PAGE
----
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Abruzzo Ancient Wine History Center Plans Unveiled: Vinum Hadrianum’s Epic Quest to Rescue 800-Year-Old Monastery.

It’s a story that won’t be found in Napoleonic history books. It’s also a perfect example of the adage, “Truth is stranger than fiction.” In 1806, the Napoleonic Code mandated the suppression of Italian religious orders and the sale of their properties. With the stroke of his pen, an 800-year-old, historically consequential monastery in Atri, Italy, abruptly stopped saving souls and started making licorice just a few decades later.

Locally known as “San Domenico,” the 65,000-square-foot monastery-turned-licorice-factory will soon shed its candy-coated façade and reemerge as a massive, multi-function cultural center dedicated to the conservancy of Abruzzo heritage and Roman wine history. Reimagination of the derelict property has been a long-time obsession of Abruzzo native Piero Pavone, who has been trying to purchase the long-abandoned 15-acre compound for the last three years.

From the property’s vantage point, the breathtaking view of Abruzzo’s rolling hills, farmland, and majestic mountains is as spiritually inspiring today as it must have been for the Dominican monks who lived there until receiving Napoleon’s eviction notice in 1806. However, inside the complex, it’s not a pretty picture. For the past two centuries, world-renowned licorice was produced there, and after the factory closed 15 years ago, deterioration of the abandoned property became unstoppable. But “unstoppable” also describes Piero Pavone’s determination to turn the property into the ultimate Roman wine history lesson.

Pavone, the founder of Vinum Hadrianum Wines, explains it this way. “Our mission is unique because we are singularly focused on accurately re-creating the wines once beloved by ancient Romans. But to fully appreciate these wines, we’ve made it our mission to resurrect art, architecture, and culture that gives our ancient wines context. The former monastery provides the essential ingredients necessary to ensure unparalleled success and make this a world-class destination.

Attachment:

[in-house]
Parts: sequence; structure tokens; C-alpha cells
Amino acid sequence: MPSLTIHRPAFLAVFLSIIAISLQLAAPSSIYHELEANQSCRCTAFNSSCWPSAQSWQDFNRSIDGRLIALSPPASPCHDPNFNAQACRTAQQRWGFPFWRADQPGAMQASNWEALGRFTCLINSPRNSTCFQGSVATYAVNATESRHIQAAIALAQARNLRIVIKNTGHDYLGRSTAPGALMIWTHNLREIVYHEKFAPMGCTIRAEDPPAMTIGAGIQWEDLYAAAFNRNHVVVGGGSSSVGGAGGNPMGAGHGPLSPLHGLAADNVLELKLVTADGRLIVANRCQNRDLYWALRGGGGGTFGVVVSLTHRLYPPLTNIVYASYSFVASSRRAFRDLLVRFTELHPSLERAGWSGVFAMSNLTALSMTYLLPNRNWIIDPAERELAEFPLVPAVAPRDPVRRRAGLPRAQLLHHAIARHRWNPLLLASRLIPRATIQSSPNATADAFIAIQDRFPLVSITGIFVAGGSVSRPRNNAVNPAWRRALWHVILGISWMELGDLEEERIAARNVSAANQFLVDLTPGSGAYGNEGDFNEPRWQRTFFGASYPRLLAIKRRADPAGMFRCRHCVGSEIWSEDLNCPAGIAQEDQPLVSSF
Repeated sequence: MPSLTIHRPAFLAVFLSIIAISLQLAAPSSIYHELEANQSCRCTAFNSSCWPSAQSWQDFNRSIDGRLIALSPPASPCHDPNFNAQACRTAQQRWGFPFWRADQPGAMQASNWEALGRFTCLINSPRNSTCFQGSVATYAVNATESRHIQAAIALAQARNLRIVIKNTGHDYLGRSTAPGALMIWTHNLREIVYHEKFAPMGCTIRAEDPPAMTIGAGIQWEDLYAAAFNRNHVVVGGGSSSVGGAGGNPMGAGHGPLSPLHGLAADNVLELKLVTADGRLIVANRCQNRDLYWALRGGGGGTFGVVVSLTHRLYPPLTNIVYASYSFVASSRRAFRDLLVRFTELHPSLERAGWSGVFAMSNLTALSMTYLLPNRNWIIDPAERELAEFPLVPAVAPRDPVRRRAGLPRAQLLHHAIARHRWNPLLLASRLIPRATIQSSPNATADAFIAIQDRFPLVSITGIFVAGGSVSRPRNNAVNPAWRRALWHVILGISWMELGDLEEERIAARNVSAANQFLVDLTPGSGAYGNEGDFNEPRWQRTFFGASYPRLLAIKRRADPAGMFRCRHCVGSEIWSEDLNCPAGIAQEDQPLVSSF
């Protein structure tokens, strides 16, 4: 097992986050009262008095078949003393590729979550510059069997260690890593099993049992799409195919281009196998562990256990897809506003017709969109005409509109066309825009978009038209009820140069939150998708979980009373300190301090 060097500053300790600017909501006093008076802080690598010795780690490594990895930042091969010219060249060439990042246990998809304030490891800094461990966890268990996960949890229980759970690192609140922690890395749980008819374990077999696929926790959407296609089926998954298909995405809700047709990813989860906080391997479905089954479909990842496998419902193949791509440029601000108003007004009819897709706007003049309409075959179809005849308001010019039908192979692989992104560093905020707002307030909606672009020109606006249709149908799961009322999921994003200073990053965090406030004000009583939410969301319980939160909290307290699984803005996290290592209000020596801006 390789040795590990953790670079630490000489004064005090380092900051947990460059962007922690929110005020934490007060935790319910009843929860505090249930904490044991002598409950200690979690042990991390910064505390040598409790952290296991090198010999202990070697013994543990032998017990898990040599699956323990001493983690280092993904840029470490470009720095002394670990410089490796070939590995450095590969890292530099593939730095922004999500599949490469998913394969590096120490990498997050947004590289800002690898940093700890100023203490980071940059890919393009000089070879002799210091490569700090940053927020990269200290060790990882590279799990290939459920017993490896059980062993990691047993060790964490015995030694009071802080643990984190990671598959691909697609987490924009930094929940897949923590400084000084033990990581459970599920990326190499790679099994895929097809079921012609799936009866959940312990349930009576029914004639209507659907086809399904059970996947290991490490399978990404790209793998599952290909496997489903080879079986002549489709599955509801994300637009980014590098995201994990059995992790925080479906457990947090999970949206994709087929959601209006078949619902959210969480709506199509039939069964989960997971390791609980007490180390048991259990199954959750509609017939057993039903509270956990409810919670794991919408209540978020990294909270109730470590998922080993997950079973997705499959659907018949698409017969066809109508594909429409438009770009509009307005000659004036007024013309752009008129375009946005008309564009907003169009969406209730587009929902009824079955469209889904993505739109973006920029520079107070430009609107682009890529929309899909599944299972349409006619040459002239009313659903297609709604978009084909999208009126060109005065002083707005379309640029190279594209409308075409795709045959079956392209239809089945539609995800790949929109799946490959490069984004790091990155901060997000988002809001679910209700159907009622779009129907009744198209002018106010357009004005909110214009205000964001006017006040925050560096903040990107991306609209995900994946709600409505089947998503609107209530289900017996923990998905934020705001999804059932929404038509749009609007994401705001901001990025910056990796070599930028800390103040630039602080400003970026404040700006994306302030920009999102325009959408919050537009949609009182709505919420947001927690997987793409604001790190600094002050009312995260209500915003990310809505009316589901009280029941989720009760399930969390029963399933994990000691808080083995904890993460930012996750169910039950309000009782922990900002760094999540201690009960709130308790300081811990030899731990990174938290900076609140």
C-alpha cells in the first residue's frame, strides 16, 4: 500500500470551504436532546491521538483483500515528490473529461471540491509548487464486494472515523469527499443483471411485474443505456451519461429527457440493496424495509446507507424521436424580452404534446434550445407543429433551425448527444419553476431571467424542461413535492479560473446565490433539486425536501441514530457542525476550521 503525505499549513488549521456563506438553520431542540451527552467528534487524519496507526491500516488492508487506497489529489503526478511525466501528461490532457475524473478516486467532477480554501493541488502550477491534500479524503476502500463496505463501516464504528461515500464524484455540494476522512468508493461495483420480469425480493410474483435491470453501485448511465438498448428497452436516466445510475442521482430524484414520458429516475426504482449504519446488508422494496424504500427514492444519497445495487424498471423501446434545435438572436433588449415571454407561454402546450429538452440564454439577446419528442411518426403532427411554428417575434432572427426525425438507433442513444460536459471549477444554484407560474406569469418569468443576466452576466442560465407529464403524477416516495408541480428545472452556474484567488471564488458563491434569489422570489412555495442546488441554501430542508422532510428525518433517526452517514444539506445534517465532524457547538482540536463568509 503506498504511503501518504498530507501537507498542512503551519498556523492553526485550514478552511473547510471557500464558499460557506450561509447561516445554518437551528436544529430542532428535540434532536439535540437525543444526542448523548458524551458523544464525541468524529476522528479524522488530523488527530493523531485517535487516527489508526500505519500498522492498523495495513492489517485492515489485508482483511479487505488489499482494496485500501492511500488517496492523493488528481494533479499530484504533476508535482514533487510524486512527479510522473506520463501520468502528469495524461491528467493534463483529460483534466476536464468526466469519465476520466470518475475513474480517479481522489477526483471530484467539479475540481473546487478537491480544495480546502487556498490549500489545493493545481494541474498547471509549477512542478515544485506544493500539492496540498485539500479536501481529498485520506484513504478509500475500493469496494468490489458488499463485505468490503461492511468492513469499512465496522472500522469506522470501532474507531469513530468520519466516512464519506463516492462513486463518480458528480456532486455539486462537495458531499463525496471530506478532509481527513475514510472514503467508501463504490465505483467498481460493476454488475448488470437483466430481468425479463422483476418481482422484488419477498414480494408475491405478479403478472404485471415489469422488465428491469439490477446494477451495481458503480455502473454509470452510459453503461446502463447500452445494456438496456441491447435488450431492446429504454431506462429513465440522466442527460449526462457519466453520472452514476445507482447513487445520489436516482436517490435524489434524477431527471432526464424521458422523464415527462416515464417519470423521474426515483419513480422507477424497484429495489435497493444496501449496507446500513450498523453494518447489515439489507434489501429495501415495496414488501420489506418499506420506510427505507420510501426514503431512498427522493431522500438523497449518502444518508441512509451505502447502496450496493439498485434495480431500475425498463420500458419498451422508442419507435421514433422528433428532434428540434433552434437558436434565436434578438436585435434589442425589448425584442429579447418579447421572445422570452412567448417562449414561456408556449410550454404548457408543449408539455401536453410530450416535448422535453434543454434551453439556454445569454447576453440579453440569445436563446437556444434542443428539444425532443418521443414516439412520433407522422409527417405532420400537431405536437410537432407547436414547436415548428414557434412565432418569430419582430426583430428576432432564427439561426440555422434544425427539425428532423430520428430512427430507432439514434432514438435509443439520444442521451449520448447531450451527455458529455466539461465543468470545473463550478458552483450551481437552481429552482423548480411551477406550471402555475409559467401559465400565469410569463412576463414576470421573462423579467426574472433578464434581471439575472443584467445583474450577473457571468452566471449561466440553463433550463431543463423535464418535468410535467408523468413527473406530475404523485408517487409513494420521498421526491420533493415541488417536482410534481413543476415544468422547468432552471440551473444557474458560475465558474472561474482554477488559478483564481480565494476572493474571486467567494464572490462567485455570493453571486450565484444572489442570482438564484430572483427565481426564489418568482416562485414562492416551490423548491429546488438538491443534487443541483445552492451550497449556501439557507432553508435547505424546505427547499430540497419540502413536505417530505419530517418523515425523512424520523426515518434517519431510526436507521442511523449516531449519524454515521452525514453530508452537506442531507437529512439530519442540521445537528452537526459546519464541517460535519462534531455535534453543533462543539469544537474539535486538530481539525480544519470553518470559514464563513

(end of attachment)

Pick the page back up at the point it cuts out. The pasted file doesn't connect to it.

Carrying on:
At the beginning of the 13th century, the property became the home of Federico II, King of Sicily from 1198, King of Germany from 1212, and Holy Roman Emperor from 1220. Federico II met his wife Isabelle of England, the daughter of King John of England, on the property. His style is evident in the main door and the windows above.

A century later, Charles of Anjou became the first king of the Angevin dynasty when he received the Sicilian crown in 1282. Almost immediately after he became king, the Angevins successfully extended their influence over a large part of Europe and gifted the monastery land to the Dominican Friars, who began constructing the monastery in 1298. It was built mainly from ancient roman ruins on the property that had once been part of a vast Roman theatre complex, part of which still exists just 300 meters away. The ruins are believed to have also come from a massive amphitheater that completely vanished centuries before the monastery was constructed.

In redeveloping the site, Vinum Hadrianum aims to create a living museum where visitors can learn about the history of wine in its historically-accurate context. The historical center will feature quaint shops, restaurants, a media center, 30 ancient history-themed hotel rooms, meeting space, banquet facilities, a spa, ancient art, and artifact displays, performing arts space, multi-media presentations, and a rooftop garden, where wine and cocktails can be savored while enjoying an unparalleled panoramic view. The plan includes tours, exhibitions, tastings, educational programs, and access to an unequaled body of Roman wine history.

Then, of course, there is the winemaking. Vinum Hadrianum wines will be produced on the premises when the center is completed. All wines will be aged and stored in giant terracotta pots that perfectly replicate vessels used 2000 years ago at the height of the Roman Empire. Each pot is made from clay extracted from the same soil the grapes are grown in.

Vinum Hadrianum intends to embark on this ambitious project with the highest respect for its unique heritage and a passionate commitment to protecting its future. Pavone says, “This is not just about restoring a historical building complex; it is about preserving more than 2000 years of cultural heritage and better understanding our rich history.”

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